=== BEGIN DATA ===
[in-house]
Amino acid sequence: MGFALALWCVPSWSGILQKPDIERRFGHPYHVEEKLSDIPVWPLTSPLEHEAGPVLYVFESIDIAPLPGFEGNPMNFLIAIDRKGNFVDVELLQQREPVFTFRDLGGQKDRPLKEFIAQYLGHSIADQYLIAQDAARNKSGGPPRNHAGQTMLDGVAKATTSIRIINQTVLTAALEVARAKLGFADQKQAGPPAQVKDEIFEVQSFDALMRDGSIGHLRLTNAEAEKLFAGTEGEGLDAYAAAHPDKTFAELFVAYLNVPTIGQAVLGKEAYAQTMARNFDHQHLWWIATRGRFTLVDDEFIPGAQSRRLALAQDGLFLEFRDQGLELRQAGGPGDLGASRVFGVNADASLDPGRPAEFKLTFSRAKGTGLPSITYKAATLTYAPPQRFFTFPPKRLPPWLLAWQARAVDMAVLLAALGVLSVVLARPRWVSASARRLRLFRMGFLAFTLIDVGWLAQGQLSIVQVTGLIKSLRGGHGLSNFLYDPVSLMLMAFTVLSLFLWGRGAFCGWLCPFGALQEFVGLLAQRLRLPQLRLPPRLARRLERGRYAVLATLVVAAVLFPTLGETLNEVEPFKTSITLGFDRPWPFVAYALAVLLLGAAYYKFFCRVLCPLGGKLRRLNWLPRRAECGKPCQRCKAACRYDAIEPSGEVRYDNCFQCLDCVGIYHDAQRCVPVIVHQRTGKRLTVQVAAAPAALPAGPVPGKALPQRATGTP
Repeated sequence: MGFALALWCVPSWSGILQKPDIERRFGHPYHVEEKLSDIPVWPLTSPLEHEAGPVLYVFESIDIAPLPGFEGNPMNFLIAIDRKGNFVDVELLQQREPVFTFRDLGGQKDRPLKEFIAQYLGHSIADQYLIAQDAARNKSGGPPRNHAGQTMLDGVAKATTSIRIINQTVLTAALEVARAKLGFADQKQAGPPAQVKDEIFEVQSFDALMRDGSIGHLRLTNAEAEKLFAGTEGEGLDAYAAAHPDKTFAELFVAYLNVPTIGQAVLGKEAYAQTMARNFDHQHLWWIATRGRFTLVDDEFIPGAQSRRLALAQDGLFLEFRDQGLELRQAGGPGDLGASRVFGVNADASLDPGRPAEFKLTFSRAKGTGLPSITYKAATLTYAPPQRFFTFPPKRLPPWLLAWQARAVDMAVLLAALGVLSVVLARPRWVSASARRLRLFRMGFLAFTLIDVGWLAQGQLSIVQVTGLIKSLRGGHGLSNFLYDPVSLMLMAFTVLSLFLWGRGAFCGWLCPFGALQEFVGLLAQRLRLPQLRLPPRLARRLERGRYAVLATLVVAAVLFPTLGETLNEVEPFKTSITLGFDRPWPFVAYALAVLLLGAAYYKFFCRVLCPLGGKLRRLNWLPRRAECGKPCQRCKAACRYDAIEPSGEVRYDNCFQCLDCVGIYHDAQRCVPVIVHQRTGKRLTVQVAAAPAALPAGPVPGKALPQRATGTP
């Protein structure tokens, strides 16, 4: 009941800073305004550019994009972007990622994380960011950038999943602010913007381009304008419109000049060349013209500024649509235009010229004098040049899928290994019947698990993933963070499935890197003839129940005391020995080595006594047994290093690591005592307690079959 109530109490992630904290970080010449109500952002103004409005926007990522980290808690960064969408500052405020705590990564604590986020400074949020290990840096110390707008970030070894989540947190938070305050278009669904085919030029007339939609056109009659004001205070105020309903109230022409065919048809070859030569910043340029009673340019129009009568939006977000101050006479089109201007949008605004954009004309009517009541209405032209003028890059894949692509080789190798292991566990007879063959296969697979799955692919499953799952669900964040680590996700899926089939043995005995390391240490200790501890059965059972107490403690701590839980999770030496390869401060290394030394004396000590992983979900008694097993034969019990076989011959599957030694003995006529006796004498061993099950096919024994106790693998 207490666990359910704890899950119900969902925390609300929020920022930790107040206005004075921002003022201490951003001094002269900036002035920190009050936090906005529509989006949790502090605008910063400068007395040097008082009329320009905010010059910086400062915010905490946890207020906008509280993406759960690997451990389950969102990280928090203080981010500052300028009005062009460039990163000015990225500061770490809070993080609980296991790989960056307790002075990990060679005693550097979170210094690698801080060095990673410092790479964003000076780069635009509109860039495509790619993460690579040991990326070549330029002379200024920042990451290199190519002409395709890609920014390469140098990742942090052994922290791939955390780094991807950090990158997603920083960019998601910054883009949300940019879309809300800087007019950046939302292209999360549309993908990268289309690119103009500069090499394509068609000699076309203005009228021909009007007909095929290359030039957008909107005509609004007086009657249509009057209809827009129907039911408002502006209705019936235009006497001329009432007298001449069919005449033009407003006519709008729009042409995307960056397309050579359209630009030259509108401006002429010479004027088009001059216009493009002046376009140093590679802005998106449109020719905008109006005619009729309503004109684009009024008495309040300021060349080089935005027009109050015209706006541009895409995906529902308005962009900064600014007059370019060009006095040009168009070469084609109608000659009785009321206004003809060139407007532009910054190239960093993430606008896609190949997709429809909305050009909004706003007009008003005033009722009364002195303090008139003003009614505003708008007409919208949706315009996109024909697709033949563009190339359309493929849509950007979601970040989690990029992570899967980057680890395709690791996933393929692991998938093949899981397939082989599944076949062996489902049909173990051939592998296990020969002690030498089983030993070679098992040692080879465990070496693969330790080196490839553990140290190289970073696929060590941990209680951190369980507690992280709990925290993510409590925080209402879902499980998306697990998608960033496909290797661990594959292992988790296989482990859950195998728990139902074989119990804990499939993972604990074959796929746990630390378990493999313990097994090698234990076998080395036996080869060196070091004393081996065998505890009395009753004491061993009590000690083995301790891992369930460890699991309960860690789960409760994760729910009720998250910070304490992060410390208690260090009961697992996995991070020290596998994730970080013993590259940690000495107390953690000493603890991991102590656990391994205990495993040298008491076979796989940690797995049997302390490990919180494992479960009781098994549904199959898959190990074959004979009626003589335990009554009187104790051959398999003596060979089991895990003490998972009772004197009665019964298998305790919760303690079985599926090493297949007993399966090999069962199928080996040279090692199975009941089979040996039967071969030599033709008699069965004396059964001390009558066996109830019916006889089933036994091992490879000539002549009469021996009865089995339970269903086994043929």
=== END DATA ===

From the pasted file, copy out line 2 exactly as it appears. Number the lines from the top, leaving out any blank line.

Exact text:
Amino acid sequence: MGFALALWCVPSWSGILQKPDIERRFGHPYHVEEKLSDIPVWPLTSPLEHEAGPVLYVFESIDIAPLPGFEGNPMNFLIAIDRKGNFVDVELLQQREPVFTFRDLGGQKDRPLKEFIAQYLGHSIADQYLIAQDAARNKSGGPPRNHAGQTMLDGVAKATTSIRIINQTVLTAALEVARAKLGFADQKQAGPPAQVKDEIFEVQSFDALMRDGSIGHLRLTNAEAEKLFAGTEGEGLDAYAAAHPDKTFAELFVAYLNVPTIGQAVLGKEAYAQTMARNFDHQHLWWIATRGRFTLVDDEFIPGAQSRRLALAQDGLFLEFRDQGLELRQAGGPGDLGASRVFGVNADASLDPGRPAEFKLTFSRAKGTGLPSITYKAATLTYAPPQRFFTFPPKRLPPWLLAWQARAVDMAVLLAALGVLSVVLARPRWVSASARRLRLFRMGFLAFTLIDVGWLAQGQLSIVQVTGLIKSLRGGHGLSNFLYDPVSLMLMAFTVLSLFLWGRGAFCGWLCPFGALQEFVGLLAQRLRLPQLRLPPRLARRLERGRYAVLATLVVAAVLFPTLGETLNEVEPFKTSITLGFDRPWPFVAYALAVLLLGAAYYKFFCRVLCPLGGKLRRLNWLPRRAECGKPCQRCKAACRYDAIEPSGEVRYDNCFQCLDCVGIYHDAQRCVPVIVHQRTGKRLTVQVAAAPAALPAGPVPGKALPQRATGTP